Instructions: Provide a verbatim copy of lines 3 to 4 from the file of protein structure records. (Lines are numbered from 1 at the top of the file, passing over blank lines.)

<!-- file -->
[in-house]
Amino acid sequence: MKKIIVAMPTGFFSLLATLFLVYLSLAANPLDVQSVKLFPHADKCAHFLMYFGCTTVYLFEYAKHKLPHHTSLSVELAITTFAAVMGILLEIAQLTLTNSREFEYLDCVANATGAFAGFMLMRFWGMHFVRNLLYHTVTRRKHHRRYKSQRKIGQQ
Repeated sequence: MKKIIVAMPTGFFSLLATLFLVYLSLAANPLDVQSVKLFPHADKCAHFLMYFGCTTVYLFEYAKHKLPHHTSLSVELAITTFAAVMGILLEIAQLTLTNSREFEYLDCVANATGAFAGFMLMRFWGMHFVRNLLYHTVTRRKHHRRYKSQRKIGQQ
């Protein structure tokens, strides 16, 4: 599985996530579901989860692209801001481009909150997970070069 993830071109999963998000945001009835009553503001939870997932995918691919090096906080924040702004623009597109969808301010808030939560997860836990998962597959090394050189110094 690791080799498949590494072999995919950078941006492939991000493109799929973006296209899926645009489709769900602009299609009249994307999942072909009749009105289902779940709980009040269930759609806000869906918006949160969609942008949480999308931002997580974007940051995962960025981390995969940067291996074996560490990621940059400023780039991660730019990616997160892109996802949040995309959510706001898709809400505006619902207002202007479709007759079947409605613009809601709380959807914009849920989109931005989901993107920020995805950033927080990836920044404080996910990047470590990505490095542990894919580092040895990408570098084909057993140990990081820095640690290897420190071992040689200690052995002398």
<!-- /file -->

Repeated sequence: MKKIIVAMPTGFFSLLATLFLVYLSLAANPLDVQSVKLFPHADKCAHFLMYFGCTTVYLFEYAKHKLPHHTSLSVELAITTFAAVMGILLEIAQLTLTNSREFEYLDCVANATGAFAGFMLMRFWGMHFVRNLLYHTVTRRKHHRRYKSQRKIGQQ
């Protein structure tokens, strides 16, 4: 599985996530579901989860692209801001481009909150997970070069 993830071109999963998000945001009835009553503001939870997932995918691919090096906080924040702004623009597109969808301010808030939560997860836990998962597959090394050189110094 690791080799498949590494072999995919950078941006492939991000493109799929973006296209899926645009489709769900602009299609009249994307999942072909009749009105289902779940709980009040269930759609806000869906918006949160969609942008949480999308931002997580974007940051995962960025981390995969940067291996074996560490990621940059400023780039991660730019990616997160892109996802949040995309959510706001898709809400505006619902207002202007479709007759079947409605613009809601709380959807914009849920989109931005989901993107920020995805950033927080990836920044404080996910990047470590990505490095542990894919580092040895990408570098084909057993140990990081820095640690290897420190071992040689200690052995002398």